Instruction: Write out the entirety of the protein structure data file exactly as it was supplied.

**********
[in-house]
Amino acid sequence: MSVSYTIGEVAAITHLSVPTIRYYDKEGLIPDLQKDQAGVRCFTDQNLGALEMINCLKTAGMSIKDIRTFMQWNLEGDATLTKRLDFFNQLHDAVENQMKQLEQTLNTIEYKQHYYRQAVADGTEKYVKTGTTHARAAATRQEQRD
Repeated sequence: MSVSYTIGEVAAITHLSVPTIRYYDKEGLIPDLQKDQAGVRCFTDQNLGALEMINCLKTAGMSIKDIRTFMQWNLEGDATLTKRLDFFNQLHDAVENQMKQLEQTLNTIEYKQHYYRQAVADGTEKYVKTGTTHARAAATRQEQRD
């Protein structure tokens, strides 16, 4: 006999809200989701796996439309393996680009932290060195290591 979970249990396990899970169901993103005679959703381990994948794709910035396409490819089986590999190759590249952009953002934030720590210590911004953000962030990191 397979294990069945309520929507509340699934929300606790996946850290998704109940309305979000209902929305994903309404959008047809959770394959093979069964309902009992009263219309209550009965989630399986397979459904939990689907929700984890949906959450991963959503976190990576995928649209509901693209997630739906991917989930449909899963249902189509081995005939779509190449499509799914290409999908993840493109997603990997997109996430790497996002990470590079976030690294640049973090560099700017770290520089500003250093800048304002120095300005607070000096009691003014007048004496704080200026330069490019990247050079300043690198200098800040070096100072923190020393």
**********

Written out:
[in-house]
Amino acid sequence: MSVSYTIGEVAAITHLSVPTIRYYDKEGLIPDLQKDQAGVRCFTDQNLGALEMINCLKTAGMSIKDIRTFMQWNLEGDATLTKRLDFFNQLHDAVENQMKQLEQTLNTIEYKQHYYRQAVADGTEKYVKTGTTHARAAATRQEQRD
Repeated sequence: MSVSYTIGEVAAITHLSVPTIRYYDKEGLIPDLQKDQAGVRCFTDQNLGALEMINCLKTAGMSIKDIRTFMQWNLEGDATLTKRLDFFNQLHDAVENQMKQLEQTLNTIEYKQHYYRQAVADGTEKYVKTGTTHARAAATRQEQRD
């Protein structure tokens, strides 16, 4: 006999809200989701796996439309393996680009932290060195290591 979970249990396990899970169901993103005679959703381990994948794709910035396409490819089986590999190759590249952009953002934030720590210590911004953000962030990191 397979294990069945309520929507509340699934929300606790996946850290998704109940309305979000209902929305994903309404959008047809959770394959093979069964309902009992009263219309209550009965989630399986397979459904939990689907929700984890949906959450991963959503976190990576995928649209509901693209997630739906991917989930449909899963249902189509081995005939779509190449499509799914290409999908993840493109997603990997997109996430790497996002990470590079976030690294640049973090560099700017770290520089500003250093800048304002120095300005607070000096009691003014007048004496704080200026330069490019990247050079300043690198200098800040070096100072923190020393």